Now, with his ostensible neglect, Norman had become grateful that he’d allowed his impulse to prevail. The bitch was dead.
He anticipated that what followed would be easy enough.
Lancaster, California – 6/18/2015 – Mojave Desert
Norman pulled the cigarette away from his mouth and exhaled a cloud of thick smoke as the sun began to peak over the horizon. About a half a mile away, Bobby’s car had exploded—as planned—and been smoldering in a heap of desert ash and burning fuel.
The blaze would most certainly have garnered the attention of passerby’s.
Time was running out.
“Look away, little one,” Norman instructed to the child he’d left asleep in his back seat.
Never having had any children of his own—he was ill-prepared and forced to line a laundry basket with some blankets. He’d strapped the baby in the center—using both buckles and a variety of soft things to wedge the makeshift crib still. “You don’t want to see this.”
Circling around to the back of the vehicle, Norman popped open his trunk and from it—heaved the bodies of both Claudia and Derek.
In a way, he’d seen it as poetic.
Reuniting in death, the very group of people who’d avalanched into each other’s lives.
“Poetry,” he muttered as his wife’s body slammed against the desert ground like a maggot-infested a sack of meat…It was.
He’d have to bury them. ALL of them, if he’d had any hopes of living the rest of his life without fear of a cell or that sweet-needle. With Bobby incapacitated, time was on his side.
In this, he took solace, though he feared it may have only been the sunrise.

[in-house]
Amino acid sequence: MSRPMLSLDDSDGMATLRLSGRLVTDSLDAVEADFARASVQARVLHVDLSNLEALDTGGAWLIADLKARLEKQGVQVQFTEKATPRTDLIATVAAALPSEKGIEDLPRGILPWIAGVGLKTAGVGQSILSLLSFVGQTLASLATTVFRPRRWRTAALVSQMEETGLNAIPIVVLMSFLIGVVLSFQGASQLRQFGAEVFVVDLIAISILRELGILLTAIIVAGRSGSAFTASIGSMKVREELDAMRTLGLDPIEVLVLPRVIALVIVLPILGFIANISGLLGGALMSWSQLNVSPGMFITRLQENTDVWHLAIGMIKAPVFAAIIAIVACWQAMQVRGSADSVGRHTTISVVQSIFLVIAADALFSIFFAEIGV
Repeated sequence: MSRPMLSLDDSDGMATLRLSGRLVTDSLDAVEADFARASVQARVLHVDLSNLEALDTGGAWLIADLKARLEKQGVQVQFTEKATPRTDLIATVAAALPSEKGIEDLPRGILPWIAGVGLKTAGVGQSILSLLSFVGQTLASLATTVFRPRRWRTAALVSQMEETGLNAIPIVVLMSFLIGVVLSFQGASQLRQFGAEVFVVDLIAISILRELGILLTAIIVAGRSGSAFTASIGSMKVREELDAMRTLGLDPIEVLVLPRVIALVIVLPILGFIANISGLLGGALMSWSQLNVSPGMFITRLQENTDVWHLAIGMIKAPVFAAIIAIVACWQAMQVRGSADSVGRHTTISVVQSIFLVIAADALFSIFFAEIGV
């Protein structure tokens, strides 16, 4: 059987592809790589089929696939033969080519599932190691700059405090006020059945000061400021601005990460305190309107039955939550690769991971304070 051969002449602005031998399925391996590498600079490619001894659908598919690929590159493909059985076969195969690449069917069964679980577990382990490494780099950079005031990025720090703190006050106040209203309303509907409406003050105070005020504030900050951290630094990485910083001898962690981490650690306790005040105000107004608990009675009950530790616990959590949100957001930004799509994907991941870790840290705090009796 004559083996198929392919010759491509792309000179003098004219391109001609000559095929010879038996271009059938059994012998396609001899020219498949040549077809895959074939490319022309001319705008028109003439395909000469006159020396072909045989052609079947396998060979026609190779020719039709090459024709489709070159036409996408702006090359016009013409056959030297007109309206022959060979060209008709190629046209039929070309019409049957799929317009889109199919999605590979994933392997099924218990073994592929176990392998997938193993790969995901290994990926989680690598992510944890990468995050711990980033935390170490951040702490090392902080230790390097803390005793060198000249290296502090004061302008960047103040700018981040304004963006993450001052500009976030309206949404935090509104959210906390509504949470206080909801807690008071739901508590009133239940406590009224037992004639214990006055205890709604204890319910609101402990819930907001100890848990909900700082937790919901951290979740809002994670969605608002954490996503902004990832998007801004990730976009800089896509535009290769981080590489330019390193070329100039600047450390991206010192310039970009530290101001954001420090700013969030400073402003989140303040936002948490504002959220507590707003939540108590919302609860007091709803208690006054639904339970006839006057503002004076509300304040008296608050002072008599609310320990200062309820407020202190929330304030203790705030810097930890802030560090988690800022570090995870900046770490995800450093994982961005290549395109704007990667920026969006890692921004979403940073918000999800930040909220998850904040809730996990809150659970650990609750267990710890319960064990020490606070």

To the baby, “You know, I used to come out here some years ago with my father. It was a lake back then. All of this was.” Norman surveyed the land as if it were his and his alone.
The child had awoken. Though it’d been mute thus far, it’d made eye contact—the knowing kind that infants make to let you know that you’ve got their attention.
Like bomb strapped to his neck—it hit him.
“You know, you ought to take a look as well,” he said like the grandfather he’d always hoped to be. “After tonight, there’s no telling if either of us will ever get the chance again.”
Finally, the orange ring had been visible and the sky donned a pinkish-gold hue—it’d spread across the horizon at a snail’s pace—dissipating the darkness and adorning the new day.
“Come on, kid. Let’s get you started right.”
He held the child while the sun dug a path back to its rightful place in the sky—bouncing him ever so gently.
“Damn beaut… ain’t it, boy?” Norman smiled and looked down to the child.
When he looked up at him—with his blaring blue eyes and smiled back—Norman decided right then to keep him.
He decided that they’d be okay.
But first, Pop-pop had some bodies to bury.